‘Weakened’ public broadcasters must reinvent themselves

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Public service broadcasters such as the BBC must reinvent themselves if they are to survive the digital future, a report from a Goldsmiths, University of London academic concludes.

A close up image of a TV button with the off button visible

In Losing Its Aura? Public Service Broadcasting in the UKProfessor Des Freedman sets out how UK public service broadcasters (PSBs) face increased competition from commercial rivals, ongoing pressure from hostile governments, distrustful audiences, and ongoing questions over a culture of elitism and outmoded standards of impartiality. 

Professor Freedman calls for PSBs to become ‘public service content creators and distributors’ which are financially sustainable, relevant to younger audiences, insulated from vested interests, and diverse in both staffing and output. 

The report’s recommendations include:

  • Moving decisions on the BBC’s Board and licence fee away from government and to an independent body
  • Ring fencing funding for content specifically aimed at black and minority ethnic audiences
  • Launching a new publicly-owned digital media organisation to generate pioneering digital public service content and collaborate with other content providers, including theatres, universities and museums
  • Developing tech solutions through this new corporation to enhance democratic participation, reduce misinformation, and harness data for the public good

Despite the increasing popularity of streaming services, broadcast TV has continued to reach around 90% of the UK population each week. PSBs, particularly the BBC, dominate the sector. BBC output accounts for 63% of all radio listening in the UK and 31% of broadcast TV consumption.

But Professor Freedman’s report explains how these seemingly healthy figures are obscuring ‘a more disturbing pattern of declining audiences, demographic shifts and political interventions that present a serious threat to the financial viability’ of PSBs, because they are dominating a shrinking market. 

With an overall reduction in consumption of 20% since 2010, these channels are dependent on older audiences, as 16 to 34-year olds spend far more time with streaming services. Despite its reputation as a ‘broadcast heavyweight’, the BBC accounts for only 1.5% of all time spent online.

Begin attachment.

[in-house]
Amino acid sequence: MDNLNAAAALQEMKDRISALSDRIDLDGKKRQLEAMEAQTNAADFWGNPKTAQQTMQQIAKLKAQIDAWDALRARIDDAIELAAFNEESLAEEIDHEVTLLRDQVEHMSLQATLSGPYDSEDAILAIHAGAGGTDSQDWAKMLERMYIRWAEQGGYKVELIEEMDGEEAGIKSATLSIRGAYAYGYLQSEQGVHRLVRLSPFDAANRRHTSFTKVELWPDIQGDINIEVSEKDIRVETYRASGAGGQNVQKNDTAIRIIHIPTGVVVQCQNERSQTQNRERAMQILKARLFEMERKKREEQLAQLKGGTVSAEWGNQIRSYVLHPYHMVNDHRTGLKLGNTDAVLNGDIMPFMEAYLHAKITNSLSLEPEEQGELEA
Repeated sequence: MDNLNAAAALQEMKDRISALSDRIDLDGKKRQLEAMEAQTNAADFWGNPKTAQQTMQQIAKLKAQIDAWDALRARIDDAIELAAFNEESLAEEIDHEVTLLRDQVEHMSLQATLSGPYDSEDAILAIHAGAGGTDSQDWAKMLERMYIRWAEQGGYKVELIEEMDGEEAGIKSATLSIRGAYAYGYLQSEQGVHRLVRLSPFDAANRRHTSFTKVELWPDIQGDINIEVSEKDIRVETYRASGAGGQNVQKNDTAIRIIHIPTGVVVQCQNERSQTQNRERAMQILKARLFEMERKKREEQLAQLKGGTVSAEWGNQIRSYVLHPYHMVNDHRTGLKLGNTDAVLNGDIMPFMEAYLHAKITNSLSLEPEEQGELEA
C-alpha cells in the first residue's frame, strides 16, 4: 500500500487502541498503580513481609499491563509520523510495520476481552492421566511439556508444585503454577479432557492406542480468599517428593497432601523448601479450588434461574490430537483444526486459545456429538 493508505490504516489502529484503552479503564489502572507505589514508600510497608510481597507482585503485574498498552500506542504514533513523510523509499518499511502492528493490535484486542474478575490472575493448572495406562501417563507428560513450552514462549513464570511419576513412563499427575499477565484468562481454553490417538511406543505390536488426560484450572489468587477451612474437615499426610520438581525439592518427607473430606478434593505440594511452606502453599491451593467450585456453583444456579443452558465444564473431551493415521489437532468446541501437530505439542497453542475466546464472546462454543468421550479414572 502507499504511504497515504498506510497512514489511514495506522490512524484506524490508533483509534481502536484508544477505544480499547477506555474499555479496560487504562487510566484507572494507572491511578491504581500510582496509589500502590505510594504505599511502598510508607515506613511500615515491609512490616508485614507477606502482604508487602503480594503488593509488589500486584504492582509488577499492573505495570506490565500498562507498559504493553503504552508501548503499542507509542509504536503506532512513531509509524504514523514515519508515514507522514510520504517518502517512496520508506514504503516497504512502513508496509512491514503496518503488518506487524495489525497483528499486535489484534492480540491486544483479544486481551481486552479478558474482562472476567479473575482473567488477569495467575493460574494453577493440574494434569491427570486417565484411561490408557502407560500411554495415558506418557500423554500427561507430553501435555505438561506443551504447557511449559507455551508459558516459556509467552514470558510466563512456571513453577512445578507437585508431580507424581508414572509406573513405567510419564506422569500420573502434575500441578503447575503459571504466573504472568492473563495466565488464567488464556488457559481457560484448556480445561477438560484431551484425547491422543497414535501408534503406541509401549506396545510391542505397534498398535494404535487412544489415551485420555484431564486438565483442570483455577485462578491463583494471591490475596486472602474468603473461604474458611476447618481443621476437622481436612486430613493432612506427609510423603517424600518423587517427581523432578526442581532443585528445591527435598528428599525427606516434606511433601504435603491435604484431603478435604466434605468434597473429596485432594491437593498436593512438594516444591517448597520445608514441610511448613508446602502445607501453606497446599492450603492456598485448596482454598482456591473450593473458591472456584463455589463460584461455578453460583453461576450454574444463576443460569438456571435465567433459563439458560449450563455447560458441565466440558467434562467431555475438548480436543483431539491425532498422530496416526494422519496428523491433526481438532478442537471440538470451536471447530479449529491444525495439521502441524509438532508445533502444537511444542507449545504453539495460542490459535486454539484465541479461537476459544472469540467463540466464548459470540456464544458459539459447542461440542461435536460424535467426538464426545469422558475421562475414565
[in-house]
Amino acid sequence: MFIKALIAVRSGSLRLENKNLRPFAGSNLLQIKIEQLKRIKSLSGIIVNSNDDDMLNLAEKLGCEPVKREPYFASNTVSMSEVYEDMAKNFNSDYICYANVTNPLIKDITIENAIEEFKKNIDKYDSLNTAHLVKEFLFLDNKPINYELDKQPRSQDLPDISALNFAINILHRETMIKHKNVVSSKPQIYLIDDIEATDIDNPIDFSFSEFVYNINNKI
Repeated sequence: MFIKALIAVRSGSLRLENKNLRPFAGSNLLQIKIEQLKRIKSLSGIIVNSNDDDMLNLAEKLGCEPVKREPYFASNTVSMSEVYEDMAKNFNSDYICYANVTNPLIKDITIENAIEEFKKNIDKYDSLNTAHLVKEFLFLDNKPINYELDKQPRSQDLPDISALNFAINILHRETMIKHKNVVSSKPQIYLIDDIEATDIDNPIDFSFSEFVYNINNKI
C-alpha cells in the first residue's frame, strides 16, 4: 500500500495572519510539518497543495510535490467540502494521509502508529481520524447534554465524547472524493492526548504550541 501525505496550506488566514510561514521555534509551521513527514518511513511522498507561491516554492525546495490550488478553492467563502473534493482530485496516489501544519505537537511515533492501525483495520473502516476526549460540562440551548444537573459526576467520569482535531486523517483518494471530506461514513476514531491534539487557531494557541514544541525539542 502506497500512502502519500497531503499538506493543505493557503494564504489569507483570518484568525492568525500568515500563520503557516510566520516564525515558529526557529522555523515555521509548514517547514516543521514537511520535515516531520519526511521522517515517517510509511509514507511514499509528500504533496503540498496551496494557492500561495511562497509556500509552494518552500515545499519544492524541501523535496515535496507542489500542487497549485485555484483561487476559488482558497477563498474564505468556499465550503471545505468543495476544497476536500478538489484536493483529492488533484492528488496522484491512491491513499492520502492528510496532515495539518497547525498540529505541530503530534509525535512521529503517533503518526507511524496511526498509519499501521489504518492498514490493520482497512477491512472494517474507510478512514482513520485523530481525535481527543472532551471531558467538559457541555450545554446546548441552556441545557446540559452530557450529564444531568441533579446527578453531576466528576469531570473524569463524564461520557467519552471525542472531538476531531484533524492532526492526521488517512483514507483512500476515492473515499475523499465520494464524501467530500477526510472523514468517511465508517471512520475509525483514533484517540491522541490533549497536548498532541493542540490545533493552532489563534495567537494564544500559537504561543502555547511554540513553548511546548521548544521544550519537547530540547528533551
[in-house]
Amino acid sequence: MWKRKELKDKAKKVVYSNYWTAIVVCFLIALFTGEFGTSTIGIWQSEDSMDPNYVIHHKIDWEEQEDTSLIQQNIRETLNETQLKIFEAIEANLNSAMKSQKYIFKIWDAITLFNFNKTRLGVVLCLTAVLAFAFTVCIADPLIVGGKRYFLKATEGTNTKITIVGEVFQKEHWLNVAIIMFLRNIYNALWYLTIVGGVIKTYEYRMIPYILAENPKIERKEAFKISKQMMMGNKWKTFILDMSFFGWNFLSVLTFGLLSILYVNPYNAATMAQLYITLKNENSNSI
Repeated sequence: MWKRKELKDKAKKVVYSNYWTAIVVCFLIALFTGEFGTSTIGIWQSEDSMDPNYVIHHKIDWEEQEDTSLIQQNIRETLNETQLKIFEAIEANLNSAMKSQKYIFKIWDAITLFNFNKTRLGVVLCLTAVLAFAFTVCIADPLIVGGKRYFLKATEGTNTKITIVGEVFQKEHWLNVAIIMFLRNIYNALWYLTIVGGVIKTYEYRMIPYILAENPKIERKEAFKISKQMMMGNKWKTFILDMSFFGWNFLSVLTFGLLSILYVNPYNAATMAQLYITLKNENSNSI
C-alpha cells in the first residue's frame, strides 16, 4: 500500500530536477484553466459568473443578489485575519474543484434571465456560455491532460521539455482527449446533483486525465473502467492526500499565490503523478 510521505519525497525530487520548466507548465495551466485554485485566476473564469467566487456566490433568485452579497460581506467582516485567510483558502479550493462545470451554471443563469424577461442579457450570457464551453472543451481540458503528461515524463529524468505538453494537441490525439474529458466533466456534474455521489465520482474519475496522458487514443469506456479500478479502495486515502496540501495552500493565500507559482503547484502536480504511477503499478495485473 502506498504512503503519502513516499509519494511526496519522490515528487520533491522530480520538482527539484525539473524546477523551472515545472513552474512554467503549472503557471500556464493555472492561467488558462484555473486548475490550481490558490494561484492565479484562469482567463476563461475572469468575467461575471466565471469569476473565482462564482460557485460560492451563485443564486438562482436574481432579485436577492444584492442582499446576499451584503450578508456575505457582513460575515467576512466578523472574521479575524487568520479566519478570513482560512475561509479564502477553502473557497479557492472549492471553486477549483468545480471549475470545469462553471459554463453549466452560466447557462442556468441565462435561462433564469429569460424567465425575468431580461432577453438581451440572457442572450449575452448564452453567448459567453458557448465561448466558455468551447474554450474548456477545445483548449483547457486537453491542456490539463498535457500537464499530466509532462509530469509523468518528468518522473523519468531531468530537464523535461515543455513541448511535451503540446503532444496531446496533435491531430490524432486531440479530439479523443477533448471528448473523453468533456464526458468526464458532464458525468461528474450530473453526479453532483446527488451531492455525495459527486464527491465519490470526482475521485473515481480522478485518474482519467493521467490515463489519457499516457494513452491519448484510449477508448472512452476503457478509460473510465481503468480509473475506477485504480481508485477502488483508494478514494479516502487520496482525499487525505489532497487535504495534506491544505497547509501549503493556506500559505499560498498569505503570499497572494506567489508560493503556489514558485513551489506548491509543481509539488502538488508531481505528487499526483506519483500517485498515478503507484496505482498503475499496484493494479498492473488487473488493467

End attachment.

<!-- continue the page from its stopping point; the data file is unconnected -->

The BBC has had to make huge savings in recent years due to stagnating income from the licence fee. It has also found itself under attack by successive governments, which has escalated under Boris Johnson. 

Des Freedman is Professor of Media and Communica­tions at Goldsmiths. He led the inquiry into the Future of Public Service TV chaired by Lord Puttnam in 2016 and is a founder member of the Media Reform Coalition. 

The report on PSBs was published this month in English and German by the non-profit political foundation Friedrich Ebert Stiftung. 

Professor Freedman said: “The UK’s PSBs have been weakened by political attacks and the rise of commercial rivals, and they’ve lost some of their reputation for independence and innovation. They have relied too long on their global reputation and dominant position in the domestic media landscape but these are advantages that are fast evaporating. 

“Yet the need for a media that can act as a counterweight to government pressure, the clickbait logic of wholly commercial enterprises, and the growing power of an unregulated tech sector is greater than ever.” 

Losing Its Aura? Public Service Broadcasting in the UK is available to download or read online